Estate Tax Statement from John C. Bogle, Founder of the Vanguard Group
The following statement was delivered on UFE's 12/15/09 Estate Tax Teleconference.
"Thank you and good morning everybody. First, to explain my biases, I should tell everyone, and make it very clear, that I am a life long Republican a dedicated member of a Republican party. Maybe not quite today’s Republican Party but certainly the Republican party of Theodore Roosevelt and the party of Abraham Lincoln.
And if you want some enlightenment, Theodore Roosevelt gave a wonderful speech called the New Nationalism back in 1910, in which he quoted Lincoln at some length. So you can pick up both of their philosophies about how America should work and the burden that should be bourn by those most able to bear it and things of that nature.
So I’m a classical Republican, classic Republican [sic] and just trying to explain how my Republican values fit into my demand as much as I can demand that we continue the estate tax at substantial levels as long as we can and into the future. I have made nice money in my day. Although I’ve never made any capital gains or anything out of Vanguard because when I created the firm Vanguard it was truly a mutual fund company, which is actually owned by the Vanguard shareholders. So my only participation in our profits is as a shareholder in the funds at the reduced costs we offer. That has been a very enlightened response that has served investors, our Vanguard shareholders, extremely well.
I speak, in a sense, this morning from the heart because I had my first attack in 1960 and had a heart transplant in 1996. So I now had almost 14 extra years of life. So I, like most people who have had modest wealth, which is kind of my category compared to the giant grown up money that sits up there. I got time to plan my estate with some care. And I’m taking care of my wife of course first, and I’m taking care of my children, I have 6 children and those 12 grandchildren which were mentioned in my introduction. And I’m leaving a substantial amount to Philanthropy. But I’m still left with a very substantial estate tax of what remains and I’m proud and pleased to pay it. And I think it’s a fair amount, it’s in the multi-millions of dollars.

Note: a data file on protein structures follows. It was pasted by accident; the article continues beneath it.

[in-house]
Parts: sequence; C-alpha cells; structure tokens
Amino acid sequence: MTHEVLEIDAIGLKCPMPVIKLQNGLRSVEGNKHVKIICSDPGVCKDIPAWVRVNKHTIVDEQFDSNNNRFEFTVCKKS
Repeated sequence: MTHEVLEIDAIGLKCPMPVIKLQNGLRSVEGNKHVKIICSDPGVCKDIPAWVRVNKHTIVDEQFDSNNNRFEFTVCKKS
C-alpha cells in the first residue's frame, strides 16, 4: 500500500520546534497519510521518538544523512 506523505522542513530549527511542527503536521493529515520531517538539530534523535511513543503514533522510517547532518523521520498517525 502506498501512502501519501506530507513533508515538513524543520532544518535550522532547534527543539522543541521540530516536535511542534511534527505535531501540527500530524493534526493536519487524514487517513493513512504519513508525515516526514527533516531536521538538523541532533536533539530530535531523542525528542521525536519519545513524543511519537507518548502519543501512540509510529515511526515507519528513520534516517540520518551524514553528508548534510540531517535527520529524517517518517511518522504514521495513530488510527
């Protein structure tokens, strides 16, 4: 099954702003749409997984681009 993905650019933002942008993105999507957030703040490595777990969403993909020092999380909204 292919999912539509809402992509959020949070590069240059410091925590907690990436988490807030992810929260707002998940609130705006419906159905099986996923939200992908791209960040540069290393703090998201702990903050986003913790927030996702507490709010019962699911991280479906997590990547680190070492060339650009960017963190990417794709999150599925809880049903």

But I have had a blessed life and I have benefitted from something that hasn’t been mentioned so far, and that is in my retirement plan, which I have been dollar averaging in since 1951. It’s my largest asset and 100% of that return is tax differed! So I’ve gotten a great advantage from the lack of taxation on those earning, which will have to be paid on my death/debt. So that’s why much of that is going is going on my philanthropy. But I’m going to have a substantial inheritance tax on it and I’m happy to pay it.
Even though this modest wealth, this wealth at large that I’ve accumulated, it wouldn’t be there, as Mr. Gates said, if I had not been born in the USA. It’s not only what Bill Gates said about all the advantages our society creates, it goes all the way back to fundamentals like the Declaration of Independence, the Constitution of the United States of America and the Bill of Rights. This is a nation founded on preserving domestic tranquility and justice for all. And we’ve all benefitted from it.
I’ve known many people in the financial business who’ve said, ‘I’m really proud because I did it all myself.’ And when someone has the temerity to say that to me, and a lot of people do, the first thing I say is ‘isn’t that wonderful, you did it all yourself. And I think that’s terrific, I don’t know many people who’ve done that. But how did you arrange to be born in the United States of America?’ - the very point that Bill Gates made just a moment ago.
Our first right has created enormous wealth and stability of property and for us to think, us who owe these taxes that we don’t want to pay our fair share of the cost of running this nation. When our young citizens, let us not forget, are dying in wars out there trying to protect democracy and the nation that we’ve built up. And it seems to me, for lack of another word, quite outrageous.
I haven’t even tranced on the fact in these comments on how I so strongly favor the inheritance tax and the estate tax that we, who are privileged to pay the taxes, that we should. If we don’t, someone else will. And they will pay it either through a burden on the middle class, far less able to bear that burden than we are, or be shifted in terms of inflation, to those even less able to bear it, if we don’t keep this tree-influx of revenues.
We need every penny we have to reduce the federal debt. So let me be very clear, I support the McDermott compromise, I think its reasonable. And I will be very happy to pay my share of whatever it takes when the time comes for me to go to my reward.